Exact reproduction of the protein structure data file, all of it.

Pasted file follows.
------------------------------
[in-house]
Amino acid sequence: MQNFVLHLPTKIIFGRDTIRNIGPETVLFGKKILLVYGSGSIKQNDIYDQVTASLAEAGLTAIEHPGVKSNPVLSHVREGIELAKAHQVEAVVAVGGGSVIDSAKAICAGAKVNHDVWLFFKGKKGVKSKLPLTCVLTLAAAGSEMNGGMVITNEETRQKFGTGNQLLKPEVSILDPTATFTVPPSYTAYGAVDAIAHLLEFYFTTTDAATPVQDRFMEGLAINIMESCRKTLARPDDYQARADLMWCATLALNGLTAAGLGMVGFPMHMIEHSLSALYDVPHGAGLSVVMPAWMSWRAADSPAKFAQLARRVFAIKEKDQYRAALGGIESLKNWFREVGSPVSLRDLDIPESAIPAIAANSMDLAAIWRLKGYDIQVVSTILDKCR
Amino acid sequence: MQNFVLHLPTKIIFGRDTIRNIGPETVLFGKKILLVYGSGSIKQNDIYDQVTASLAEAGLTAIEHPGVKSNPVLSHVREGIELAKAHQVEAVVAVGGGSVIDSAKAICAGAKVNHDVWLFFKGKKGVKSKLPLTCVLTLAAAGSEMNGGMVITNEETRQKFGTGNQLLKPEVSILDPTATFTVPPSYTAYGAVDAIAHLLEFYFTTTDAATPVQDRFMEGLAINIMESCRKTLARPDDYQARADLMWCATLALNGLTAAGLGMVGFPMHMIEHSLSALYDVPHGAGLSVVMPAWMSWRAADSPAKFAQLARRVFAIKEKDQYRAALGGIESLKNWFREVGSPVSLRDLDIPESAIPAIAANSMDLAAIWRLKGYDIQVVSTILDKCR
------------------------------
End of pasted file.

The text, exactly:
[in-house]
Amino acid sequence: MQNFVLHLPTKIIFGRDTIRNIGPETVLFGKKILLVYGSGSIKQNDIYDQVTASLAEAGLTAIEHPGVKSNPVLSHVREGIELAKAHQVEAVVAVGGGSVIDSAKAICAGAKVNHDVWLFFKGKKGVKSKLPLTCVLTLAAAGSEMNGGMVITNEETRQKFGTGNQLLKPEVSILDPTATFTVPPSYTAYGAVDAIAHLLEFYFTTTDAATPVQDRFMEGLAINIMESCRKTLARPDDYQARADLMWCATLALNGLTAAGLGMVGFPMHMIEHSLSALYDVPHGAGLSVVMPAWMSWRAADSPAKFAQLARRVFAIKEKDQYRAALGGIESLKNWFREVGSPVSLRDLDIPESAIPAIAANSMDLAAIWRLKGYDIQVVSTILDKCR
Amino acid sequence: MQNFVLHLPTKIIFGRDTIRNIGPETVLFGKKILLVYGSGSIKQNDIYDQVTASLAEAGLTAIEHPGVKSNPVLSHVREGIELAKAHQVEAVVAVGGGSVIDSAKAICAGAKVNHDVWLFFKGKKGVKSKLPLTCVLTLAAAGSEMNGGMVITNEETRQKFGTGNQLLKPEVSILDPTATFTVPPSYTAYGAVDAIAHLLEFYFTTTDAATPVQDRFMEGLAINIMESCRKTLARPDDYQARADLMWCATLALNGLTAAGLGMVGFPMHMIEHSLSALYDVPHGAGLSVVMPAWMSWRAADSPAKFAQLARRVFAIKEKDQYRAALGGIESLKNWFREVGSPVSLRDLDIPESAIPAIAANSMDLAAIWRLKGYDIQVVSTILDKCR